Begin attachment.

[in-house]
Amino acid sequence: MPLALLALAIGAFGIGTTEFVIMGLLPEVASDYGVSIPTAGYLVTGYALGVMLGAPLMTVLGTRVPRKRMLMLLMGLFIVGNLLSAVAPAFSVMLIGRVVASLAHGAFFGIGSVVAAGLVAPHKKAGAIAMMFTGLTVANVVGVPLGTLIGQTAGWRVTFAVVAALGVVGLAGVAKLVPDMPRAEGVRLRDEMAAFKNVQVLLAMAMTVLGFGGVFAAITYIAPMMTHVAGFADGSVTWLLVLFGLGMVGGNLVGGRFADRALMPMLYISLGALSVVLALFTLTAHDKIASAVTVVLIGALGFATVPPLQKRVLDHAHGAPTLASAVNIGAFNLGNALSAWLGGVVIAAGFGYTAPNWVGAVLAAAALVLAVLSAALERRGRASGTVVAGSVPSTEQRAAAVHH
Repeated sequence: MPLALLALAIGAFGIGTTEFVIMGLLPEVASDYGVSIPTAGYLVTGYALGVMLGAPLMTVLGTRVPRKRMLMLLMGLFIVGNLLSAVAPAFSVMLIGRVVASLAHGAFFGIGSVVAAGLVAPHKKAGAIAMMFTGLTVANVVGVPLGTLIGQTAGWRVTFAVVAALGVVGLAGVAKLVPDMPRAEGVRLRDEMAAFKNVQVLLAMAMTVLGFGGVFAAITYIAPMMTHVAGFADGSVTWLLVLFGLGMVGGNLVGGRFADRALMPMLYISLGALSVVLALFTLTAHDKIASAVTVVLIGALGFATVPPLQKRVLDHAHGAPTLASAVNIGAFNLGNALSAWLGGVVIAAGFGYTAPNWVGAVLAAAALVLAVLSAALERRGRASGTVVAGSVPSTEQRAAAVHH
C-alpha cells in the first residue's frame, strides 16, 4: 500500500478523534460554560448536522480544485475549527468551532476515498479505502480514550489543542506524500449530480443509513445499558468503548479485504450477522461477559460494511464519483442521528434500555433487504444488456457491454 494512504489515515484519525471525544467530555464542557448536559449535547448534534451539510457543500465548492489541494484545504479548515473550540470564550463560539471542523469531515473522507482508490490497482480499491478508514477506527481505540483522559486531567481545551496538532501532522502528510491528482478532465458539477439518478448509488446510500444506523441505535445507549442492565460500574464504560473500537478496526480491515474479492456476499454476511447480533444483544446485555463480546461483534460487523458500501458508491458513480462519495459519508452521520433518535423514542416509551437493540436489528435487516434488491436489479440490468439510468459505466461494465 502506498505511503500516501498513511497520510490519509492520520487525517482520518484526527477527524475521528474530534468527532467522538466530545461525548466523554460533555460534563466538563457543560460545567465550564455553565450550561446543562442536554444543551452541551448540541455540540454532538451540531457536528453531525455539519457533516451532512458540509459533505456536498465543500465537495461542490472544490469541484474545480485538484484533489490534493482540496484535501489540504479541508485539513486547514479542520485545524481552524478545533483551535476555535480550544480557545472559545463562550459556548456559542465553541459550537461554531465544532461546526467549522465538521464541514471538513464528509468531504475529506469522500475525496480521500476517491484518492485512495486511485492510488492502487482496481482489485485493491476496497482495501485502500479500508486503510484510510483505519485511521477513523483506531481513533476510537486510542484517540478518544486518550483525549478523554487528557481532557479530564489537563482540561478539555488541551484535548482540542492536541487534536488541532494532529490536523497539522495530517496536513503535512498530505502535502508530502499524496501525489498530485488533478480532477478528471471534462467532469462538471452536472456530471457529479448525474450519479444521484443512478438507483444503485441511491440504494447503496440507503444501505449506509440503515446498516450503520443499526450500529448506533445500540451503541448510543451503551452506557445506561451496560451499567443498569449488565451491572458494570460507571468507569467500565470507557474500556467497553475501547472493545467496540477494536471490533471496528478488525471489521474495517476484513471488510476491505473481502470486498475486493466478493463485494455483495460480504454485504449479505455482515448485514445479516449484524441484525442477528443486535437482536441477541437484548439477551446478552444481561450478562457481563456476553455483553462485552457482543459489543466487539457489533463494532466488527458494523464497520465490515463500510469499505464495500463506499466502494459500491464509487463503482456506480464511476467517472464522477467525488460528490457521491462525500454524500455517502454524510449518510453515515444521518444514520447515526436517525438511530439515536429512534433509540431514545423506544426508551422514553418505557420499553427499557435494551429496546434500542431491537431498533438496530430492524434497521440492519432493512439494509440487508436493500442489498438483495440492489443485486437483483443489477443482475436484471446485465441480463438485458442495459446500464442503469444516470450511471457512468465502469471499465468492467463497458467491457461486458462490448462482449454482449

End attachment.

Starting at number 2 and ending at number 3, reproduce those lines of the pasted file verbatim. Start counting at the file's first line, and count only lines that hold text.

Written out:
Amino acid sequence: MPLALLALAIGAFGIGTTEFVIMGLLPEVASDYGVSIPTAGYLVTGYALGVMLGAPLMTVLGTRVPRKRMLMLLMGLFIVGNLLSAVAPAFSVMLIGRVVASLAHGAFFGIGSVVAAGLVAPHKKAGAIAMMFTGLTVANVVGVPLGTLIGQTAGWRVTFAVVAALGVVGLAGVAKLVPDMPRAEGVRLRDEMAAFKNVQVLLAMAMTVLGFGGVFAAITYIAPMMTHVAGFADGSVTWLLVLFGLGMVGGNLVGGRFADRALMPMLYISLGALSVVLALFTLTAHDKIASAVTVVLIGALGFATVPPLQKRVLDHAHGAPTLASAVNIGAFNLGNALSAWLGGVVIAAGFGYTAPNWVGAVLAAAALVLAVLSAALERRGRASGTVVAGSVPSTEQRAAAVHH
Repeated sequence: MPLALLALAIGAFGIGTTEFVIMGLLPEVASDYGVSIPTAGYLVTGYALGVMLGAPLMTVLGTRVPRKRMLMLLMGLFIVGNLLSAVAPAFSVMLIGRVVASLAHGAFFGIGSVVAAGLVAPHKKAGAIAMMFTGLTVANVVGVPLGTLIGQTAGWRVTFAVVAALGVVGLAGVAKLVPDMPRAEGVRLRDEMAAFKNVQVLLAMAMTVLGFGGVFAAITYIAPMMTHVAGFADGSVTWLLVLFGLGMVGGNLVGGRFADRALMPMLYISLGALSVVLALFTLTAHDKIASAVTVVLIGALGFATVPPLQKRVLDHAHGAPTLASAVNIGAFNLGNALSAWLGGVVIAAGFGYTAPNWVGAVLAAAALVLAVLSAALERRGRASGTVVAGSVPSTEQRAAAVHH